Abstract

Background: Proteins such as cytokines and growth factors are important in cellular communication. They are also known to mediate messages between cancer cells and the immune system. CML is known to be an immunogenic cancer and function of the immune system has been linked to good treatment responses and successful treatment discontinuation. To understand the crosstalk between leukemic cells and the microenvironment we analyzed the plasma cytokine profile of CML patients with multiplex proteomic array at diagnosis and during treatment.

Methods: Peripheral blood (PB) samples were collected from 33 CML patients at diagnosis and during treatment (3 and 12 months after treatment initiation). Patients received either bosutinib, imatinib or dasatinib as first-line therapy. The dasatinib treated patients received low-dose IFN-a after 3 months of dasatinib monotherapy. In addition, PB of 17 healthy volunteers was collected. The plasma cytokine profile was studied with multiplexed cytokine and growth factor panel that consists of 92 proteins (Proseek Multiplex Inflammation I96×96, Olink). Wilcox test was used to determine significant differences between patient and healthy volunteers, and p<0.05 was used as a cut-off value. Ingenuity pathway analysis (IPA) was performed to characterize aberrant disease associated pathways in CML.

Results: The analysis of the cytokine panel showed that 43 proteins were upregulated in CML patients at diagnosis compared to the healthy. The IPA demonstrated that these cytokines and growth factors were related to the granulocyte adhesion and diapedesis and Th1 pathway. Top upstream regulators of these cytokines were NFKB1, RELA, STAT3, NFKBIA and RELB. The most pronounced differences were observed in the following proteins: Interleukin 10 receptor, beta subunit (IL-10RB), tumor necrosis factor receptor superfamily member 9 (TNFRSF9), CD5, Chemokine (C-C motif) ligand 23 (CCL23), Caspase-8 (CASP-8), CD244, adenosine deaminase (ADA), tumor growth factor a (TGFA), hepatocyte growth factor (HGF), tumor necrosis factor superfamily member 14 (TNFSF14), S100 calcium-binding protein A12 (EN-RAGE), urokinase-type plasminogen activator (uPA), vascular endothelial growth factor A (VEGFA) and oncostatin M (OSM). The levels of most proteins normalized to the levels of the healthy controls already after 3 months of treatment initiation regardless of the tyrosine kinase inhibitor (TKI) used suggesting that these proteins were related to the leukemic growth. Only the levels of IL-10RB and TNFRSF9 remained high compared to the healthy even during treatment.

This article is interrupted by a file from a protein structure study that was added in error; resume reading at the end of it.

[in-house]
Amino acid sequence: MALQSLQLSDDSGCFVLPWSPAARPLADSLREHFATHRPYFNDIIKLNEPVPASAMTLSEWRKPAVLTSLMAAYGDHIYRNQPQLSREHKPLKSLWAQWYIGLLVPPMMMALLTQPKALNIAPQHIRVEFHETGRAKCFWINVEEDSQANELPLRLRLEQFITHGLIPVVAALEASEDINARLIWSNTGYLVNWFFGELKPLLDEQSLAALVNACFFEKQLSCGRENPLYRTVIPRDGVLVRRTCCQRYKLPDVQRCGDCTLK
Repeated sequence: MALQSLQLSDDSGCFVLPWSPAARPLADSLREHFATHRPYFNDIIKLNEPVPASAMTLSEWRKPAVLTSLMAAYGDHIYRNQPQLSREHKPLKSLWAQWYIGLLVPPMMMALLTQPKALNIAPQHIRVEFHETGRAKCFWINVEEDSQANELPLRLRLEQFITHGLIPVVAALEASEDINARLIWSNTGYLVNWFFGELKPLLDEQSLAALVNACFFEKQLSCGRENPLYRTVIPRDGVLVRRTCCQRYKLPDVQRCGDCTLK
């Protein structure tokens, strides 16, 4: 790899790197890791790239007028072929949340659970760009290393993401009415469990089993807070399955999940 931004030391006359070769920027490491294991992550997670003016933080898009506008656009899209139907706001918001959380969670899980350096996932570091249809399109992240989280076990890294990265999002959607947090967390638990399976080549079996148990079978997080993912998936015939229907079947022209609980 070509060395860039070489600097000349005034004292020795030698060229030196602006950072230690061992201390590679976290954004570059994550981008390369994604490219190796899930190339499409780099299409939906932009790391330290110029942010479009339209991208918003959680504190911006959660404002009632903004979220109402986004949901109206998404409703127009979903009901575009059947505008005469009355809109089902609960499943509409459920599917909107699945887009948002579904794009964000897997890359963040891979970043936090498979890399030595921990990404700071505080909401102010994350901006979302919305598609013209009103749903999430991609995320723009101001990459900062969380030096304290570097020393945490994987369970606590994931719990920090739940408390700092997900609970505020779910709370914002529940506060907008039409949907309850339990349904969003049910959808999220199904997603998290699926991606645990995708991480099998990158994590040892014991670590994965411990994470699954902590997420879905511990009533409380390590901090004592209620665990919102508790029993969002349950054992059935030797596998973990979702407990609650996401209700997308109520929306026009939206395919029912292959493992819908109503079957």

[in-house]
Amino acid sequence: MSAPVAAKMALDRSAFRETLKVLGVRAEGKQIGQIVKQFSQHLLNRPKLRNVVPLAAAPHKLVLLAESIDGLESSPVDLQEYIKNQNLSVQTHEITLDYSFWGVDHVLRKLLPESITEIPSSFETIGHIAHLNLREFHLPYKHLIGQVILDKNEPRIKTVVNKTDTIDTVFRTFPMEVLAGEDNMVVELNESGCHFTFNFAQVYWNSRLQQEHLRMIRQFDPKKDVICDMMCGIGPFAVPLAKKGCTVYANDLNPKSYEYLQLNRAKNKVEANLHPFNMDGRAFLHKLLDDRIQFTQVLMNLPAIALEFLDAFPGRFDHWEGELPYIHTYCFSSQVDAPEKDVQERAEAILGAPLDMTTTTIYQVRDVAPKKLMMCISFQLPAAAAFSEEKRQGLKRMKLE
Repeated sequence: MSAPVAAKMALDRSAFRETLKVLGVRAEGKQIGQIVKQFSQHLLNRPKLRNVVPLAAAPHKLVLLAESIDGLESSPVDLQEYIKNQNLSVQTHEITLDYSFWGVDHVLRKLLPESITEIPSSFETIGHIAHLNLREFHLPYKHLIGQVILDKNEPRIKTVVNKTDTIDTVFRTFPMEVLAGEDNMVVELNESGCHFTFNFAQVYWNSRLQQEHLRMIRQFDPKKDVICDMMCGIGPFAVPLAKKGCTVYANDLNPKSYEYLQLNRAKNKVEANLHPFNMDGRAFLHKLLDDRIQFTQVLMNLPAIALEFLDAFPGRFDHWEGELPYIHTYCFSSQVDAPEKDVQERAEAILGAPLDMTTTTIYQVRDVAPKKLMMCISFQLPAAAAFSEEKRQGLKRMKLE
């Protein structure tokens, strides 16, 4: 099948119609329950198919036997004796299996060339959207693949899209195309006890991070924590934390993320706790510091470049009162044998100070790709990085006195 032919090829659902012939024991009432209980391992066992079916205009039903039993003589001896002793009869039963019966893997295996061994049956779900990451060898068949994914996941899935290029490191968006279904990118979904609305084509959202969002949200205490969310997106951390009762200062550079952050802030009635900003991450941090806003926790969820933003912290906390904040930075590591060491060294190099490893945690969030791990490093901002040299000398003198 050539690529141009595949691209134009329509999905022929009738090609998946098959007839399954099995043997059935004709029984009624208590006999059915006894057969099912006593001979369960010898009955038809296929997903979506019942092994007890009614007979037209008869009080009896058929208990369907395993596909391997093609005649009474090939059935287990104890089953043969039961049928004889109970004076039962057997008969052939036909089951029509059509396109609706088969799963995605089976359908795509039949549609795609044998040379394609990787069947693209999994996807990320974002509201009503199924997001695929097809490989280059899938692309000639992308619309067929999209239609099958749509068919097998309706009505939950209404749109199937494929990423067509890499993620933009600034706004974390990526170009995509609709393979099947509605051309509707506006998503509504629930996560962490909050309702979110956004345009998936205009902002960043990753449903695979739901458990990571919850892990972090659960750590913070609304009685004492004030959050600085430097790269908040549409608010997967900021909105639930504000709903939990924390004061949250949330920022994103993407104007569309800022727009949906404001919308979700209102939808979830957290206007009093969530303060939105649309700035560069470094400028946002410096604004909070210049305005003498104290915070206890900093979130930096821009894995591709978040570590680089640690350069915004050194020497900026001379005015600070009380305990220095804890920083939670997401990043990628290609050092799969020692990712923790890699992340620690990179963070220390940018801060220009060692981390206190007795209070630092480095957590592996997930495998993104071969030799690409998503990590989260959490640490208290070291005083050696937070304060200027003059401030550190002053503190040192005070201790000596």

Interestingly, some of the protein levels at diagnosis correlated with BCR-ABL1 values (IS) at 3 months. Proteins such as Flt3L (r=-0.45, p=0.01), MCP-4 (r=-0.42, p=0.02), AXIN1 (r=-0.39, p=0.03), CXCL10 (r=-0.38, p=0.04) and CCL19 (r=-0.44, p=0.01) had a negative correlation and IL-4 (r=0.40, p=0.03) had a positive correlation, but only the Flt3L (r=-0.44, p=0.01) correlated also with the BCR-ABL1 values at 12 months. Patients who were treated with dasatinib therapy had increased levels of Flt3L at 3 months (p=0.008) and the level further increased at 12 months after the addition of IFN-a compared to the patients who received only imatinib or bosutinib (p=0.01).

Conclusions: Multiplex plasma proteomic analysis provides tools for biomarker discovery and treatment monitoring. During first 3 months of TKI therapy most of the plasma cytokines and growth factors which were upregulated at the time of diagnosis returned to the levels of healthy controls. Flt3L levels at the diagnosis correlated negatively with the treatment response during the TKI therapy. As Flt3L is known to increase stem cell proliferation, low levels of Flt3L may lead to more quiescent stem cells and possible therapy resistance. During dasatinib and IFN-a treatment Flt3L levels increased above the levels noted in healthy controls.

Disclosures

Mustjoki: Ariad: Research Funding; Pfizer: Honoraria, Research Funding; Novartis: Honoraria, Research Funding; BMS: Honoraria, Research Funding; Celgene: Honoraria.

Author notes

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Asterisk with author names denotes non-ASH members.